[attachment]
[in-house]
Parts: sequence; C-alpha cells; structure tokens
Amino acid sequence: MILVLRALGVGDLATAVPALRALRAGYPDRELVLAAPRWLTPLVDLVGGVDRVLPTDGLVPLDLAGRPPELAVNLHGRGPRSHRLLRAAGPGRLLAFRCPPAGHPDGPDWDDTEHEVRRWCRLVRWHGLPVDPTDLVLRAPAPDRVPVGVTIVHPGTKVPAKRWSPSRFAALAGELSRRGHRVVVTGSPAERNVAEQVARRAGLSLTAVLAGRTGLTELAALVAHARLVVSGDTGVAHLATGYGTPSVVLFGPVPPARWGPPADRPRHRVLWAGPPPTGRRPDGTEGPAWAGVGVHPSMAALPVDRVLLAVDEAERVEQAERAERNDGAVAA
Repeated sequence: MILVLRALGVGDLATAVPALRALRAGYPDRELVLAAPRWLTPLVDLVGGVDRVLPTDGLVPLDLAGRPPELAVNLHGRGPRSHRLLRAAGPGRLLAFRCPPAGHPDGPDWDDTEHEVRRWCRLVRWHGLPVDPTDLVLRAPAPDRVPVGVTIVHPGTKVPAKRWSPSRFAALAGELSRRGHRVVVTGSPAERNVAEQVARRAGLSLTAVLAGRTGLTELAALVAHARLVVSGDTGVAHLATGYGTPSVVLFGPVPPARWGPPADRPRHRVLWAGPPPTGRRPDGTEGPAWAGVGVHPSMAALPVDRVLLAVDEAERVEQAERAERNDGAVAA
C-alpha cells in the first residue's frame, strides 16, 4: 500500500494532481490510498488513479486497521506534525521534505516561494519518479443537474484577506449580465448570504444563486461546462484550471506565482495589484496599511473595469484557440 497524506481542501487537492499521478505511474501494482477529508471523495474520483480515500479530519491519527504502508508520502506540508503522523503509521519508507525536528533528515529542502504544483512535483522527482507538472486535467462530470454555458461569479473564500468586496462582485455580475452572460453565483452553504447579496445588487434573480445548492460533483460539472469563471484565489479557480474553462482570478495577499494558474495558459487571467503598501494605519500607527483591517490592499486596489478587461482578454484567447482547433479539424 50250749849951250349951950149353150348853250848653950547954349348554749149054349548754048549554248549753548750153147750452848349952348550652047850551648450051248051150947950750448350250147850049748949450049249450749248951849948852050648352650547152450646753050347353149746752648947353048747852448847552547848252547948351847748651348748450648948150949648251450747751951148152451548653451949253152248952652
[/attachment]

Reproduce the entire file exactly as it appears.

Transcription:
[in-house]
Parts: sequence; C-alpha cells; structure tokens
Amino acid sequence: MILVLRALGVGDLATAVPALRALRAGYPDRELVLAAPRWLTPLVDLVGGVDRVLPTDGLVPLDLAGRPPELAVNLHGRGPRSHRLLRAAGPGRLLAFRCPPAGHPDGPDWDDTEHEVRRWCRLVRWHGLPVDPTDLVLRAPAPDRVPVGVTIVHPGTKVPAKRWSPSRFAALAGELSRRGHRVVVTGSPAERNVAEQVARRAGLSLTAVLAGRTGLTELAALVAHARLVVSGDTGVAHLATGYGTPSVVLFGPVPPARWGPPADRPRHRVLWAGPPPTGRRPDGTEGPAWAGVGVHPSMAALPVDRVLLAVDEAERVEQAERAERNDGAVAA
Repeated sequence: MILVLRALGVGDLATAVPALRALRAGYPDRELVLAAPRWLTPLVDLVGGVDRVLPTDGLVPLDLAGRPPELAVNLHGRGPRSHRLLRAAGPGRLLAFRCPPAGHPDGPDWDDTEHEVRRWCRLVRWHGLPVDPTDLVLRAPAPDRVPVGVTIVHPGTKVPAKRWSPSRFAALAGELSRRGHRVVVTGSPAERNVAEQVARRAGLSLTAVLAGRTGLTELAALVAHARLVVSGDTGVAHLATGYGTPSVVLFGPVPPARWGPPADRPRHRVLWAGPPPTGRRPDGTEGPAWAGVGVHPSMAALPVDRVLLAVDEAERVEQAERAERNDGAVAA
C-alpha cells in the first residue's frame, strides 16, 4: 500500500494532481490510498488513479486497521506534525521534505516561494519518479443537474484577506449580465448570504444563486461546462484550471506565482495589484496599511473595469484557440 497524506481542501487537492499521478505511474501494482477529508471523495474520483480515500479530519491519527504502508508520502506540508503522523503509521519508507525536528533528515529542502504544483512535483522527482507538472486535467462530470454555458461569479473564500468586496462582485455580475452572460453565483452553504447579496445588487434573480445548492460533483460539472469563471484565489479557480474553462482570478495577499494558474495558459487571467503598501494605519500607527483591517490592499486596489478587461482578454484567447482547433479539424 50250749849951250349951950149353150348853250848653950547954349348554749149054349548754048549554248549753548750153147750452848349952348550652047850551648450051248051150947950750448350250147850049748949450049249450749248951849948852050648352650547152450646753050347353149746752648947353048747852448847552547848252547948351847748651348748450648948150949648251450747751951148152451548653451949253152248952652